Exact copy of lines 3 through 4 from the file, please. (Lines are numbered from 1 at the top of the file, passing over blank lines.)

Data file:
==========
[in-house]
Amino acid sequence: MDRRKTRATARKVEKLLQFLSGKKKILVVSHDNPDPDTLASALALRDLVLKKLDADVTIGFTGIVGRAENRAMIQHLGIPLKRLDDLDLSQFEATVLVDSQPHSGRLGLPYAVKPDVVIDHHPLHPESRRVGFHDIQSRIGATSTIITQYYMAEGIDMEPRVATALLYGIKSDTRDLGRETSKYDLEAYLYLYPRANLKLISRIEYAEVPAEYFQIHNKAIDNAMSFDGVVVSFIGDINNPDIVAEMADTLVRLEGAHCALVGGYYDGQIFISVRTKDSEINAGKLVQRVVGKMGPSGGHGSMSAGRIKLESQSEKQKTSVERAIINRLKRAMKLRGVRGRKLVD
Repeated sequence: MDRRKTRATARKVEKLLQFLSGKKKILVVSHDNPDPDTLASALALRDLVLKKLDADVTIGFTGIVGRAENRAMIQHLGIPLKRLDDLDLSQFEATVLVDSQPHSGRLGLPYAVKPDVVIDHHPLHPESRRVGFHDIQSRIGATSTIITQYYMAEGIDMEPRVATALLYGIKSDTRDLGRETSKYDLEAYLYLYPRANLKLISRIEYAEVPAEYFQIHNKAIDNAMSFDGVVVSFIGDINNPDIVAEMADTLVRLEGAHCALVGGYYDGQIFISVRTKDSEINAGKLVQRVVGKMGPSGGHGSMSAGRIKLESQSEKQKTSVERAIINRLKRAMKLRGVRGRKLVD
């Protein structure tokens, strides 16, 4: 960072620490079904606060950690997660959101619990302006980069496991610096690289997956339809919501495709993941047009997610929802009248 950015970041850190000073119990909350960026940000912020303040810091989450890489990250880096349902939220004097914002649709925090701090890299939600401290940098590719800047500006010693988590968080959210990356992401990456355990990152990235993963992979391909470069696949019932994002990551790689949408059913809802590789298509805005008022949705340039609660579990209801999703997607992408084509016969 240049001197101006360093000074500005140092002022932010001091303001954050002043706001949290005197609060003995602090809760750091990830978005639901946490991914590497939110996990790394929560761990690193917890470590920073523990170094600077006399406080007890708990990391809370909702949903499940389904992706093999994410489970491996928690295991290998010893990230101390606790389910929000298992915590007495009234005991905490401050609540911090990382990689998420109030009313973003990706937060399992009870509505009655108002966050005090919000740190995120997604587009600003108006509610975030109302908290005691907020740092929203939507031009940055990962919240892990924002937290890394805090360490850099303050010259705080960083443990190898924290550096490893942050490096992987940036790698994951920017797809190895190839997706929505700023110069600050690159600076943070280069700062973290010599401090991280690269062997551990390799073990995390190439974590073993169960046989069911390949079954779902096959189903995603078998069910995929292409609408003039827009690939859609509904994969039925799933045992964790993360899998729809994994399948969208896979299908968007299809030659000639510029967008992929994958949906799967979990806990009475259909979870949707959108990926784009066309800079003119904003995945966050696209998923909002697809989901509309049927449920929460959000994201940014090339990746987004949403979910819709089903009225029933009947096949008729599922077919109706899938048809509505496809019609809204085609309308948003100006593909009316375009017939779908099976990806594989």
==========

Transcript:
Repeated sequence: MDRRKTRATARKVEKLLQFLSGKKKILVVSHDNPDPDTLASALALRDLVLKKLDADVTIGFTGIVGRAENRAMIQHLGIPLKRLDDLDLSQFEATVLVDSQPHSGRLGLPYAVKPDVVIDHHPLHPESRRVGFHDIQSRIGATSTIITQYYMAEGIDMEPRVATALLYGIKSDTRDLGRETSKYDLEAYLYLYPRANLKLISRIEYAEVPAEYFQIHNKAIDNAMSFDGVVVSFIGDINNPDIVAEMADTLVRLEGAHCALVGGYYDGQIFISVRTKDSEINAGKLVQRVVGKMGPSGGHGSMSAGRIKLESQSEKQKTSVERAIINRLKRAMKLRGVRGRKLVD
């Protein structure tokens, strides 16, 4: 960072620490079904606060950690997660959101619990302006980069496991610096690289997956339809919501495709993941047009997610929802009248 950015970041850190000073119990909350960026940000912020303040810091989450890489990250880096349902939220004097914002649709925090701090890299939600401290940098590719800047500006010693988590968080959210990356992401990456355990990152990235993963992979391909470069696949019932994002990551790689949408059913809802590789298509805005008022949705340039609660579990209801999703997607992408084509016969 240049001197101006360093000074500005140092002022932010001091303001954050002043706001949290005197609060003995602090809760750091990830978005639901946490991914590497939110996990790394929560761990690193917890470590920073523990170094600077006399406080007890708990990391809370909702949903499940389904992706093999994410489970491996928690295991290998010893990230101390606790389910929000298992915590007495009234005991905490401050609540911090990382990689998420109030009313973003990706937060399992009870509505009655108002966050005090919000740190995120997604587009600003108006509610975030109302908290005691907020740092929203939507031009940055990962919240892990924002937290890394805090360490850099303050010259705080960083443990190898924290550096490893942050490096992987940036790698994951920017797809190895190839997706929505700023110069600050690159600076943070280069700062973290010599401090991280690269062997551990390799073990995390190439974590073993169960046989069911390949079954779902096959189903995603078998069910995929292409609408003039827009690939859609509904994969039925799933045992964790993360899998729809994994399948969208896979299908968007299809030659000639510029967008992929994958949906799967979990806990009475259909979870949707959108990926784009066309800079003119904003995945966050696209998923909002697809989901509309049927449920929460959000994201940014090339990746987004949403979910819709089903009225029933009947096949008729599922077919109706899938048809509505496809019609809204085609309308948003100006593909009316375009017939779908099976990806594989």